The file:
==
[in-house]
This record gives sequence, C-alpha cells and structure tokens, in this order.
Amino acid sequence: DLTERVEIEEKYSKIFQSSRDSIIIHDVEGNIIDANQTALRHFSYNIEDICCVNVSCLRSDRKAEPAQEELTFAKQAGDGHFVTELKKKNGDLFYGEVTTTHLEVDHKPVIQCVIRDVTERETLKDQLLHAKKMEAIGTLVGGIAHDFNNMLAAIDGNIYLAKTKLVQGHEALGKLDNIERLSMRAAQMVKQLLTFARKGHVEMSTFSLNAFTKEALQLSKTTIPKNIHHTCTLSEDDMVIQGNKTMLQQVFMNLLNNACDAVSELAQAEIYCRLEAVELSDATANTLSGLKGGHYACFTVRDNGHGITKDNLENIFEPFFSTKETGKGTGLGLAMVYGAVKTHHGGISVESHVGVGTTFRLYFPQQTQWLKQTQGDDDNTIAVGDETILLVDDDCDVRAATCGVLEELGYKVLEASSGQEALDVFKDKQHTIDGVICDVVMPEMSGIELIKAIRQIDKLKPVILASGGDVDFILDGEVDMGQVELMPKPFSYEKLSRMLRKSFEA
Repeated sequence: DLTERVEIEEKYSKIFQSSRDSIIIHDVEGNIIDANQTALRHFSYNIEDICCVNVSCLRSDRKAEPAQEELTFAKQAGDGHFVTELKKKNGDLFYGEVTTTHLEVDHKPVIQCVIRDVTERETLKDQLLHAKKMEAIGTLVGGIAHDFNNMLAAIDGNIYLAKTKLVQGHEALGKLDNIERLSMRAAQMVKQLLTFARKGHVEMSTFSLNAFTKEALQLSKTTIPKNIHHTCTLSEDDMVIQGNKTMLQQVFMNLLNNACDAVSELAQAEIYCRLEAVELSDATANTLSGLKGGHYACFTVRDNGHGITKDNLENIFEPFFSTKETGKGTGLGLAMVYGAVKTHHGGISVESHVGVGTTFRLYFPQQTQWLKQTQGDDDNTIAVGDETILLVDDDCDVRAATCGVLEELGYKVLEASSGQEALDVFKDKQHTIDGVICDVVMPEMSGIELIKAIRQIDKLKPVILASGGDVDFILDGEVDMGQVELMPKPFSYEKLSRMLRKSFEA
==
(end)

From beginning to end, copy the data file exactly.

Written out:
[in-house]
This record gives sequence, C-alpha cells and structure tokens, in this order.
Amino acid sequence: DLTERVEIEEKYSKIFQSSRDSIIIHDVEGNIIDANQTALRHFSYNIEDICCVNVSCLRSDRKAEPAQEELTFAKQAGDGHFVTELKKKNGDLFYGEVTTTHLEVDHKPVIQCVIRDVTERETLKDQLLHAKKMEAIGTLVGGIAHDFNNMLAAIDGNIYLAKTKLVQGHEALGKLDNIERLSMRAAQMVKQLLTFARKGHVEMSTFSLNAFTKEALQLSKTTIPKNIHHTCTLSEDDMVIQGNKTMLQQVFMNLLNNACDAVSELAQAEIYCRLEAVELSDATANTLSGLKGGHYACFTVRDNGHGITKDNLENIFEPFFSTKETGKGTGLGLAMVYGAVKTHHGGISVESHVGVGTTFRLYFPQQTQWLKQTQGDDDNTIAVGDETILLVDDDCDVRAATCGVLEELGYKVLEASSGQEALDVFKDKQHTIDGVICDVVMPEMSGIELIKAIRQIDKLKPVILASGGDVDFILDGEVDMGQVELMPKPFSYEKLSRMLRKSFEA
Repeated sequence: DLTERVEIEEKYSKIFQSSRDSIIIHDVEGNIIDANQTALRHFSYNIEDICCVNVSCLRSDRKAEPAQEELTFAKQAGDGHFVTELKKKNGDLFYGEVTTTHLEVDHKPVIQCVIRDVTERETLKDQLLHAKKMEAIGTLVGGIAHDFNNMLAAIDGNIYLAKTKLVQGHEALGKLDNIERLSMRAAQMVKQLLTFARKGHVEMSTFSLNAFTKEALQLSKTTIPKNIHHTCTLSEDDMVIQGNKTMLQQVFMNLLNNACDAVSELAQAEIYCRLEAVELSDATANTLSGLKGGHYACFTVRDNGHGITKDNLENIFEPFFSTKETGKGTGLGLAMVYGAVKTHHGGISVESHVGVGTTFRLYFPQQTQWLKQTQGDDDNTIAVGDETILLVDDDCDVRAATCGVLEELGYKVLEASSGQEALDVFKDKQHTIDGVICDVVMPEMSGIELIKAIRQIDKLKPVILASGGDVDFILDGEVDMGQVELMPKPFSYEKLSRMLRKSFEA